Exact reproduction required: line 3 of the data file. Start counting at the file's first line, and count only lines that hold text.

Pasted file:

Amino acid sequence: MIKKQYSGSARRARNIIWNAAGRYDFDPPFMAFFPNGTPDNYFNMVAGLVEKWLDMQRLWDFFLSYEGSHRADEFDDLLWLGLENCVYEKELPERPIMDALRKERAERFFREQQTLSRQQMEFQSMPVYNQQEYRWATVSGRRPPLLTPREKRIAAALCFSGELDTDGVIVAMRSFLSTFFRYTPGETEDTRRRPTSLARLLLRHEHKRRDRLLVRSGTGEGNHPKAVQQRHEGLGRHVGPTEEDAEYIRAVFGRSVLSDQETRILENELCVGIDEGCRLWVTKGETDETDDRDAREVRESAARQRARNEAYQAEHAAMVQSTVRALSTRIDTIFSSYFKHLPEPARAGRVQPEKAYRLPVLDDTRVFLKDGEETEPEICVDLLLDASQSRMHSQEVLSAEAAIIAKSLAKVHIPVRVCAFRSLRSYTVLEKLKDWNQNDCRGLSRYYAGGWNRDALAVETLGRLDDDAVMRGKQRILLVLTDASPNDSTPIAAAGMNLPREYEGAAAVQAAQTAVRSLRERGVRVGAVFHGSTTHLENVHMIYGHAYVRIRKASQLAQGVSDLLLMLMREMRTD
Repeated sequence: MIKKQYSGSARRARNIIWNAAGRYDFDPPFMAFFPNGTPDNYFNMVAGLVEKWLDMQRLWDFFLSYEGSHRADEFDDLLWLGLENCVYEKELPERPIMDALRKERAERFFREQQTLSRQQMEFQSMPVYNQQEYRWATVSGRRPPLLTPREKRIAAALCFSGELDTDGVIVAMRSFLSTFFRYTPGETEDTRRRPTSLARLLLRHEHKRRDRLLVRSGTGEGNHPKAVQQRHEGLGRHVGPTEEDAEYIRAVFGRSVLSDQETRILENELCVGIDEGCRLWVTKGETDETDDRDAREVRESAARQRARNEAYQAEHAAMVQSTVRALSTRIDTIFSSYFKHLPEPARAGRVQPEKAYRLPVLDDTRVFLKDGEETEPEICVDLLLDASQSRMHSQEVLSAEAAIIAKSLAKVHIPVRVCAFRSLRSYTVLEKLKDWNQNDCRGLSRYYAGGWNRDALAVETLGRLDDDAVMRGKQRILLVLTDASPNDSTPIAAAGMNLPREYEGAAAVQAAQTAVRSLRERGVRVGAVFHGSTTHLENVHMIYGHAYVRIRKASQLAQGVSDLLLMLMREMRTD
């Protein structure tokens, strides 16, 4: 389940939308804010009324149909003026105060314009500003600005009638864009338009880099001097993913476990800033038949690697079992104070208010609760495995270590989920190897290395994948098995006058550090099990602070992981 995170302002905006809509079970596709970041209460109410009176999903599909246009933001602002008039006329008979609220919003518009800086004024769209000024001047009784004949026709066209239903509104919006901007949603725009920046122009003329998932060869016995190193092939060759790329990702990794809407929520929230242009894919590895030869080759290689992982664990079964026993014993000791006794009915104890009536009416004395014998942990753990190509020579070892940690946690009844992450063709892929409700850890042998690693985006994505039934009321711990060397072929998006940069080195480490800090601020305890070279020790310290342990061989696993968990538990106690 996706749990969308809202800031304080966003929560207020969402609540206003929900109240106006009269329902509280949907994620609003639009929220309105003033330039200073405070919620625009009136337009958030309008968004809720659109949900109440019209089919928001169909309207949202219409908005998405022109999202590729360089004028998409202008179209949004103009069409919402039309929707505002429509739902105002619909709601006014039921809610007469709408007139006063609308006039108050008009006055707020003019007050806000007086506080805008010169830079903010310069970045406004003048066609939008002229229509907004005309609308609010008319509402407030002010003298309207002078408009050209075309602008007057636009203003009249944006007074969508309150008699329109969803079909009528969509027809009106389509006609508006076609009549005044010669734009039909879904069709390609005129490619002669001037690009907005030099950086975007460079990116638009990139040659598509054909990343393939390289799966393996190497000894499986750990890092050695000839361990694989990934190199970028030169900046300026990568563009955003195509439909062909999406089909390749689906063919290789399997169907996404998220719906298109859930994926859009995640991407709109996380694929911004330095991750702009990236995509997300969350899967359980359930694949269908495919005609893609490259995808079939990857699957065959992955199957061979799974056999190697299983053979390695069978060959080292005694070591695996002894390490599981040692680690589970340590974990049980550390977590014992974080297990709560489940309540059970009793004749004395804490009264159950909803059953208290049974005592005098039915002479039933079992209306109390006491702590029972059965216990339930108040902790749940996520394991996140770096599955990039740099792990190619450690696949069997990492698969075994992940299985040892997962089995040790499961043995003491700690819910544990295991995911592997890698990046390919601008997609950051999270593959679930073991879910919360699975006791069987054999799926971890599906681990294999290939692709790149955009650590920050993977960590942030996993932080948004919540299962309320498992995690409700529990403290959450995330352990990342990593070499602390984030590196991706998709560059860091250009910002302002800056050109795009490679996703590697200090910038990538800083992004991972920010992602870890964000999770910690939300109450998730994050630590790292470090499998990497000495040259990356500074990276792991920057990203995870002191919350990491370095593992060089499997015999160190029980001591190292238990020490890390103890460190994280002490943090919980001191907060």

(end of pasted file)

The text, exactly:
């Protein structure tokens, strides 16, 4: 389940939308804010009324149909003026105060314009500003600005009638864009338009880099001097993913476990800033038949690697079992104070208010609760495995270590989920190897290395994948098995006058550090099990602070992981 995170302002905006809509079970596709970041209460109410009176999903599909246009933001602002008039006329008979609220919003518009800086004024769209000024001047009784004949026709066209239903509104919006901007949603725009920046122009003329998932060869016995190193092939060759790329990702990794809407929520929230242009894919590895030869080759290689992982664990079964026993014993000791006794009915104890009536009416004395014998942990753990190509020579070892940690946690009844992450063709892929409700850890042998690693985006994505039934009321711990060397072929998006940069080195480490800090601020305890070279020790310290342990061989696993968990538990106690 996706749990969308809202800031304080966003929560207020969402609540206003929900109240106006009269329902509280949907994620609003639009929220309105003033330039200073405070919620625009009136337009958030309008968004809720659109949900109440019209089919928001169909309207949202219409908005998405022109999202590729360089004028998409202008179209949004103009069409919402039309929707505002429509739902105002619909709601006014039921809610007469709408007139006063609308006039108050008009006055707020003019007050806000007086506080805008010169830079903010310069970045406004003048066609939008002229229509907004005309609308609010008319509402407030002010003298309207002078408009050209075309602008007057636009203003009249944006007074969508309150008699329109969803079909009528969509027809009106389509006609508006076609009549005044010669734009039909879904069709390609005129490619002669001037690009907005030099950086975007460079990116638009990139040659598509054909990343393939390289799966393996190497000894499986750990890092050695000839361990694989990934190199970028030169900046300026990568563009955003195509439909062909999406089909390749689906063919290789399997169907996404998220719906298109859930994926859009995640991407709109996380694929911004330095991750702009990236995509997300969350899967359980359930694949269908495919005609893609490259995808079939990857699957065959992955199957061979799974056999190697299983053979390695069978060959080292005694070591695996002894390490599981040692680690589970340590974990049980550390977590014992974080297990709560489940309540059970009793004749004395804490009264159950909803059953208290049974005592005098039915002479039933079992209306109390006491702590029972059965216990339930108040902790749940996520394991996140770096599955990039740099792990190619450690696949069997990492698969075994992940299985040892997962089995040790499961043995003491700690819910544990295991995911592997890698990046390919601008997609950051999270593959679930073991879910919360699975006791069987054999799926971890599906681990294999290939692709790149955009650590920050993977960590942030996993932080948004919540299962309320498992995690409700529990403290959450995330352990990342990593070499602390984030590196991706998709560059860091250009910002302002800056050109795009490679996703590697200090910038990538800083992004991972920010992602870890964000999770910690939300109450998730994050630590790292470090499998990497000495040259990356500074990276792991920057990203995870002191919350990491370095593992060089499997015999160190029980001591190292238990020490890390103890460190994280002490943090919980001191907060």